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FeatureSDG 7

Pay-As-You-Go: Mobilizing credit in western Africa  

A person works on an irrigation system in a field. There are solar panels in the foreground and hills, bushes, and trees in the background.

The mainstay of Germany’s initiative for Green People’s Energy for Africa is to improve proliferation of decentralized energy access and supply in rural regions. One of the main hurdles to widespread adoption of stand-alone renewable energy systems is, simply put, the financing. Upfront investments to getting renewable energy access off the ground pose a key challenge. Credits are hard to come by, require considerable administrative effort, are costly to manage, come with high risk of defaults and are rarely competitive due to high interest rates.

As Green People’s Energy (GBE) is exploring in western Africa, mobile payments based on the pay-as-you-go model show potential for opening the market for renewable energy products and services as well as substantially improving business and living conditions of people living in rural areas.

As the International Renewable Energy Agency (IRENA) reported in 2020 on pay-as-you-go (PAYG) models, while the costs of renewable energy can help communities access clean electricity without grid extensions, “making the upfront investments necessary to set up distributed renewable energy systems […] remains a difficult undertaking in many areas, particularly rural communities.” Further, many in rural Africa still do not have a bank account to take up loans or credits. Smallholder farmers, in particular, are excluded from opportunities for improving productivity with technology using renewable energy.   

PAYG for renewables in agribusiness

Enter pay-as-you-go (PAYG) as a viable option for making credit readily and quickly available. PAYG essentially addresses the financing challenge by providing a supplier credit, making procurement of renewable energy appliances easy and affordable for customers in rural areas. Normally applied to purchasing components for the solar home system, Green People’s Energy is supporting the PAYG model for renewable energy-based farming equipment, in particular solar-powered water pumps and refrigeration.

There are two sets of solar panels in a wide landscape of fields and trees.

Easing access to loans

In Côte d’Ivoire and Senegal, the programme has been working on making access to loans easier, closely working with solar companies and micro financing institutions. In both countries, Green People’s Energy set up results-based financing programmes and offered financial incentives to solar tech companies interested in providing financing for customers with PAYG as the settlement process. The core idea of the RBF programme is to provide financial incentives to companies, to sell solar-powered water pumps or refrigeration units specifically to commercial customers in rural areas without access to reliable or clean energy.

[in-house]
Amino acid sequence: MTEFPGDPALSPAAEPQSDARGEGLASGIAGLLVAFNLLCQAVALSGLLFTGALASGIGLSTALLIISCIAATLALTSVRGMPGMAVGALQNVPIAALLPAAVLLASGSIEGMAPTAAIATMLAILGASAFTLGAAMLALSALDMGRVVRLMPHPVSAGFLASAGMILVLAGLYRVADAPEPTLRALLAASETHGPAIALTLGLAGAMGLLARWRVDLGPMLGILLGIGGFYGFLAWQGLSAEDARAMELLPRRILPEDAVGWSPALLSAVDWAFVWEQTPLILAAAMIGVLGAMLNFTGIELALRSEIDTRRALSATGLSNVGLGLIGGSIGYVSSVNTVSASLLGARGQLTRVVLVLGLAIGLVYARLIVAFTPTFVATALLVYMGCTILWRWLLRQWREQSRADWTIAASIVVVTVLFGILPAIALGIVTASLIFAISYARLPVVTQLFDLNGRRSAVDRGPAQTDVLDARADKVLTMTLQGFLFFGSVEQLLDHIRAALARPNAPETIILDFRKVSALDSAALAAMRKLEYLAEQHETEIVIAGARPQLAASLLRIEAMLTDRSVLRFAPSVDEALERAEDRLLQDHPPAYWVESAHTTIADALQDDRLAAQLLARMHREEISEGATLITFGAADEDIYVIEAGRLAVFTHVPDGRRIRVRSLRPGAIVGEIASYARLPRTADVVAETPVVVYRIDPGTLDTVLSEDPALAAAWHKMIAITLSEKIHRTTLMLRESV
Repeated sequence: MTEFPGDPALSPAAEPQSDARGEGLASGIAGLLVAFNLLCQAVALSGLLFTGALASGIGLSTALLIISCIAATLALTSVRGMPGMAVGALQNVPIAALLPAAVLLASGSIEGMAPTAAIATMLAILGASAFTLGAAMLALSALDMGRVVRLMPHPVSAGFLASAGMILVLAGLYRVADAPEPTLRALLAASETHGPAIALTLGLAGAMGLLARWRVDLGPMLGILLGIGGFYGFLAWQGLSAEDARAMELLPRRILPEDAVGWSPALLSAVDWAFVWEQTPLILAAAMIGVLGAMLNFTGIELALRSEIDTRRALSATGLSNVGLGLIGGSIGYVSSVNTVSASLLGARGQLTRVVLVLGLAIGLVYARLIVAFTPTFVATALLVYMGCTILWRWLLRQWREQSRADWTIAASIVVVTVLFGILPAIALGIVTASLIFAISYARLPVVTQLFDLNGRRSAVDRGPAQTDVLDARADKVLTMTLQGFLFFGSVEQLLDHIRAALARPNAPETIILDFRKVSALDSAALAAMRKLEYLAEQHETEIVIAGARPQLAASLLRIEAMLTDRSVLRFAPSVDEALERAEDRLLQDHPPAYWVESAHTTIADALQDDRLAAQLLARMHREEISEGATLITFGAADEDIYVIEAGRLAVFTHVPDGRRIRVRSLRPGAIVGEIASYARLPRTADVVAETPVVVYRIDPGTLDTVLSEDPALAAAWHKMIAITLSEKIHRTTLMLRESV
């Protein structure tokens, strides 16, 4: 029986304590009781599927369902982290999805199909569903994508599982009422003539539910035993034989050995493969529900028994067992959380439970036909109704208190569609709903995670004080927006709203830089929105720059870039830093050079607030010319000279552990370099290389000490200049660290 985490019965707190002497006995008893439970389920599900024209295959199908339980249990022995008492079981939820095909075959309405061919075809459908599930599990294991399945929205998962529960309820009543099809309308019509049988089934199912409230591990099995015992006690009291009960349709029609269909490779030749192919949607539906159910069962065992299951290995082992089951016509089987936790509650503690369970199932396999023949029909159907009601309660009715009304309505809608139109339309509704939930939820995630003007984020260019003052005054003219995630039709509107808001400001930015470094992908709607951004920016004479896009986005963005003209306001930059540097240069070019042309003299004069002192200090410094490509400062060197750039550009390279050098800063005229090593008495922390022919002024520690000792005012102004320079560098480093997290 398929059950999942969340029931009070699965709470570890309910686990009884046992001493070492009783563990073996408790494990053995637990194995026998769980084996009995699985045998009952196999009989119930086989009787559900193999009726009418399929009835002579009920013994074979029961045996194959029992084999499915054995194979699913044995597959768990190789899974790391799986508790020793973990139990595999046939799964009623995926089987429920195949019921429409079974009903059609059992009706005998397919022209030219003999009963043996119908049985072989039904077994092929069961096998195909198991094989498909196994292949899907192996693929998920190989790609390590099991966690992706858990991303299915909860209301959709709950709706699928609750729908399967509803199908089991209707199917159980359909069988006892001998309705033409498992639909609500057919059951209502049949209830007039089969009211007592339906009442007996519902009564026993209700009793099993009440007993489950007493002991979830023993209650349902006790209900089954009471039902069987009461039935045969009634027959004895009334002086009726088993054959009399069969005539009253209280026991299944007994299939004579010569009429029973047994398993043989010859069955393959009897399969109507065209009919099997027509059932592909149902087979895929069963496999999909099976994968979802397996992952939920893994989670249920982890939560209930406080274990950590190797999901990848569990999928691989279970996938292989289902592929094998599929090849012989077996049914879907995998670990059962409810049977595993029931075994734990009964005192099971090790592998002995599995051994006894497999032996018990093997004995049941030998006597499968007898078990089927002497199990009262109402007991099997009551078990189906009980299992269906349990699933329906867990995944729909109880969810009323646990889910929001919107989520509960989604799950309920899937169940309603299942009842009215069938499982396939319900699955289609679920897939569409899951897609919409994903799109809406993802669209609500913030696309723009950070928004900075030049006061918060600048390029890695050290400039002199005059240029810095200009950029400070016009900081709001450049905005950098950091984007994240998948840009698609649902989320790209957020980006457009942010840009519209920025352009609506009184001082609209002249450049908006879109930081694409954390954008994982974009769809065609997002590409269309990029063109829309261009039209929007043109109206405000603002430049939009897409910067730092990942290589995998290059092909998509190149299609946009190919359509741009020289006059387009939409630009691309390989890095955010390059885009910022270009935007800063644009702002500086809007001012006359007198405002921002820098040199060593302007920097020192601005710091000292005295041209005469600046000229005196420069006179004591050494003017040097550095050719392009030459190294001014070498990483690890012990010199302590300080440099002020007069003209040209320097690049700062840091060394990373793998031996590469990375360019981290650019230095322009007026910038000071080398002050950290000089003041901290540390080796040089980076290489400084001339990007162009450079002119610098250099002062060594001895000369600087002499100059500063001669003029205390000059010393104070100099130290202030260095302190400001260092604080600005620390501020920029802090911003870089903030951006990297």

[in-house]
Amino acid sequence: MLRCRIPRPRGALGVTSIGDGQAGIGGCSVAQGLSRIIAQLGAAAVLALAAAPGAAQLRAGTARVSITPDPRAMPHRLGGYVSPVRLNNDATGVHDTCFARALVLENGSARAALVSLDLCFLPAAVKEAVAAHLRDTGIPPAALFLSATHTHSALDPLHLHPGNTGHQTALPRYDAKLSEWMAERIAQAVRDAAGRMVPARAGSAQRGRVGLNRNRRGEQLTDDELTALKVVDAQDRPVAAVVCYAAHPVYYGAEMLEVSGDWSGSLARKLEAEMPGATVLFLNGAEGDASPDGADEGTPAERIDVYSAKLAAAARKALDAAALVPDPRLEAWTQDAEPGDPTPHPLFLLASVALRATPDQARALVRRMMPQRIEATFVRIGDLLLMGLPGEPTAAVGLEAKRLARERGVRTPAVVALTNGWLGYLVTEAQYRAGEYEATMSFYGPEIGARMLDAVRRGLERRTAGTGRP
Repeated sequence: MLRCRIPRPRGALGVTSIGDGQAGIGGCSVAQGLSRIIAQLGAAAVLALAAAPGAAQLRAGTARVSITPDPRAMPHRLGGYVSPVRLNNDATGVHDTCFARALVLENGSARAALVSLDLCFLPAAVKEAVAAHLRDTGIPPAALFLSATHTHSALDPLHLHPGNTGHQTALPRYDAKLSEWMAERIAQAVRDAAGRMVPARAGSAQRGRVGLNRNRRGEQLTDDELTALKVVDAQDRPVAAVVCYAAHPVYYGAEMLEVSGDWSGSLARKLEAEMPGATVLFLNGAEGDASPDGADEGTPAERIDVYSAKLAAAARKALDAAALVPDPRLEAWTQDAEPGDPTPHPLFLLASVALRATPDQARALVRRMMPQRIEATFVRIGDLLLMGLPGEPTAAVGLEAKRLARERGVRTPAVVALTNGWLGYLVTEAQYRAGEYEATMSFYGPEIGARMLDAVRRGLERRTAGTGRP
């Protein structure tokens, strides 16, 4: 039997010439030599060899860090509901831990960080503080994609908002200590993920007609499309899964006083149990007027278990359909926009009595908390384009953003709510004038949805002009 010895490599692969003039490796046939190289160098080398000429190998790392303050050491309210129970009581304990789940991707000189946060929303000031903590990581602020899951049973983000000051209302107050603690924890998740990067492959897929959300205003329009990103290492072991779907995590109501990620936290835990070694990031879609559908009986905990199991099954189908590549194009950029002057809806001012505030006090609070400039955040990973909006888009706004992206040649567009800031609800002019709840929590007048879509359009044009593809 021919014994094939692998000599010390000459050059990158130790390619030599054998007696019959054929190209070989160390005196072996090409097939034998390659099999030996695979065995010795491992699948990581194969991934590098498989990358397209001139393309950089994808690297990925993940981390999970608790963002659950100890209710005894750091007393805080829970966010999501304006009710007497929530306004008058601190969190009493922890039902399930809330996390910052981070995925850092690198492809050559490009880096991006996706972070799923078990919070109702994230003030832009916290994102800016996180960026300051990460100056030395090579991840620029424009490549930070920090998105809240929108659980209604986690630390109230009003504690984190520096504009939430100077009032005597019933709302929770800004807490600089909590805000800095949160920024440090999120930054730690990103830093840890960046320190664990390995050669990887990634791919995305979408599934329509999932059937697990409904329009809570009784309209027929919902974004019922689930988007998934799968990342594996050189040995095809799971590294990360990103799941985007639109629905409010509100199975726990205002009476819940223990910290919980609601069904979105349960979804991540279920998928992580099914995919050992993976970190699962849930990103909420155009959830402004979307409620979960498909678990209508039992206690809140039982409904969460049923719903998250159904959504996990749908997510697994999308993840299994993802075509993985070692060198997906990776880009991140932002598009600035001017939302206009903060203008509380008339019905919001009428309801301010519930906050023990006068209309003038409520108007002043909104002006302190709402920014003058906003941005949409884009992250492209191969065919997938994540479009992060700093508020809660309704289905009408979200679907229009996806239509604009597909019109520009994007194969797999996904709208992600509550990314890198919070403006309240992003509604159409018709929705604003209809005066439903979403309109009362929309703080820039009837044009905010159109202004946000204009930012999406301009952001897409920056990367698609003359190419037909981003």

Working with local companies

In Côte d’Ivoire, the programme worked with Baobab+, a social business, and Greeno, a joint venture by EDF and SunCulture). Baobab+ and Greeno sell solar-powered equipment embedded with smart metres and remote switches, allowing these companies to offer a PAYG model for purchase. Greeno, for example supplies solar pumps specifically designed to meet the water needs of the vast majority of small-scale farmers. It offers payment facilities over a duration of 24 months, letting farmers use products while paying for them in instalments. In Côte d’Ivoire, GBE and Greeno agreed on a contract to sell 220 solar pumps as part of the RBF programme. The first rounds of sales of subsidized solar devices to agri-entrepreneurs began in May 2022, as part of the programme’s partnership with the two companies. In Senegal, the programme worked with three local companies, Satech, Solene and Sen Technologie Power. Working both in the north and south of Senegal, the three specialize in distributing solar pumps, and partnered with microfinance institutions to manage loan repayment.

Duplicating the approach

The approach has shown promising results. For Green People’s Energy, disbursing donor funding through its results-based financing system has meant less administrative effort with mobile integration of obligations for payers. In Côte d’Ivoire, 121 solar-powered refrigerators and 35 solar water pumps were sold within almost 13 months. In Senegal, coverage and access to credits for customers in rural areas has proven successful. Disbursing almost €200,000 in PAYG loans, the three companies managed to sell 40 pumps and services to a total 50 smallholders. Farmers can make the payments via their mobile phones and keep track of their instalments. The approach has yielded significant sustainability effects, with traders now starting to duplicate the model.